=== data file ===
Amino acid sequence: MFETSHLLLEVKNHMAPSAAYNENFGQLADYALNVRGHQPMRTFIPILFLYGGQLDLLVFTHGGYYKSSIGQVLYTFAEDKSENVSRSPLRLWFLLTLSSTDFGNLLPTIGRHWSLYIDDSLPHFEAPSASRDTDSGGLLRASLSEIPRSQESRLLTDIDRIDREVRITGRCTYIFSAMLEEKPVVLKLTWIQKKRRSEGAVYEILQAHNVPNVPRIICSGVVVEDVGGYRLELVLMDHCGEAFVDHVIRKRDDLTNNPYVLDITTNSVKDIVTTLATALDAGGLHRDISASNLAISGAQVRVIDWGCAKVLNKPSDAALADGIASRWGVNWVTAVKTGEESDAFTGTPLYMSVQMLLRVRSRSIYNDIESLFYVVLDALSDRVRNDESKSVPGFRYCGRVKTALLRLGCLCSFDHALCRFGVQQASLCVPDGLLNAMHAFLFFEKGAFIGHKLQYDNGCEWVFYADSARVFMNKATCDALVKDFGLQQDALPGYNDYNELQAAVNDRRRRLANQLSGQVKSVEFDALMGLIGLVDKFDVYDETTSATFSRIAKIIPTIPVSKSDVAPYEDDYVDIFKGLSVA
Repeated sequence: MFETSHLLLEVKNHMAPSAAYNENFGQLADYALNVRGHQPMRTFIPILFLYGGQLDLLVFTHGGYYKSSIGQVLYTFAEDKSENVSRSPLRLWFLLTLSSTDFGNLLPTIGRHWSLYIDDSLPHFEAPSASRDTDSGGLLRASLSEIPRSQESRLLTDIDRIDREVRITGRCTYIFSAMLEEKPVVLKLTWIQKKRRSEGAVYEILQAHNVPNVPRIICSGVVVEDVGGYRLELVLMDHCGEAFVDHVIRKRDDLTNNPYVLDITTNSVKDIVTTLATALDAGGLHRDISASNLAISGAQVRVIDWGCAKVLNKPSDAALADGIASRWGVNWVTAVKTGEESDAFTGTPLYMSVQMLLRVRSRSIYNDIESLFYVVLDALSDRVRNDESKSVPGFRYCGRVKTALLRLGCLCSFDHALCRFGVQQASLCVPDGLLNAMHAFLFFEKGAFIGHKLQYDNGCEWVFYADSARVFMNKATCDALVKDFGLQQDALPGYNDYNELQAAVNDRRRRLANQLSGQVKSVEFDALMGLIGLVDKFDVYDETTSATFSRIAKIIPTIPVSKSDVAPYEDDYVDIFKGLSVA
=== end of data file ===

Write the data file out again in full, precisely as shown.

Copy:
Amino acid sequence: MFETSHLLLEVKNHMAPSAAYNENFGQLADYALNVRGHQPMRTFIPILFLYGGQLDLLVFTHGGYYKSSIGQVLYTFAEDKSENVSRSPLRLWFLLTLSSTDFGNLLPTIGRHWSLYIDDSLPHFEAPSASRDTDSGGLLRASLSEIPRSQESRLLTDIDRIDREVRITGRCTYIFSAMLEEKPVVLKLTWIQKKRRSEGAVYEILQAHNVPNVPRIICSGVVVEDVGGYRLELVLMDHCGEAFVDHVIRKRDDLTNNPYVLDITTNSVKDIVTTLATALDAGGLHRDISASNLAISGAQVRVIDWGCAKVLNKPSDAALADGIASRWGVNWVTAVKTGEESDAFTGTPLYMSVQMLLRVRSRSIYNDIESLFYVVLDALSDRVRNDESKSVPGFRYCGRVKTALLRLGCLCSFDHALCRFGVQQASLCVPDGLLNAMHAFLFFEKGAFIGHKLQYDNGCEWVFYADSARVFMNKATCDALVKDFGLQQDALPGYNDYNELQAAVNDRRRRLANQLSGQVKSVEFDALMGLIGLVDKFDVYDETTSATFSRIAKIIPTIPVSKSDVAPYEDDYVDIFKGLSVA
Repeated sequence: MFETSHLLLEVKNHMAPSAAYNENFGQLADYALNVRGHQPMRTFIPILFLYGGQLDLLVFTHGGYYKSSIGQVLYTFAEDKSENVSRSPLRLWFLLTLSSTDFGNLLPTIGRHWSLYIDDSLPHFEAPSASRDTDSGGLLRASLSEIPRSQESRLLTDIDRIDREVRITGRCTYIFSAMLEEKPVVLKLTWIQKKRRSEGAVYEILQAHNVPNVPRIICSGVVVEDVGGYRLELVLMDHCGEAFVDHVIRKRDDLTNNPYVLDITTNSVKDIVTTLATALDAGGLHRDISASNLAISGAQVRVIDWGCAKVLNKPSDAALADGIASRWGVNWVTAVKTGEESDAFTGTPLYMSVQMLLRVRSRSIYNDIESLFYVVLDALSDRVRNDESKSVPGFRYCGRVKTALLRLGCLCSFDHALCRFGVQQASLCVPDGLLNAMHAFLFFEKGAFIGHKLQYDNGCEWVFYADSARVFMNKATCDALVKDFGLQQDALPGYNDYNELQAAVNDRRRRLANQLSGQVKSVEFDALMGLIGLVDKFDVYDETTSATFSRIAKIIPTIPVSKSDVAPYEDDYVDIFKGLSVA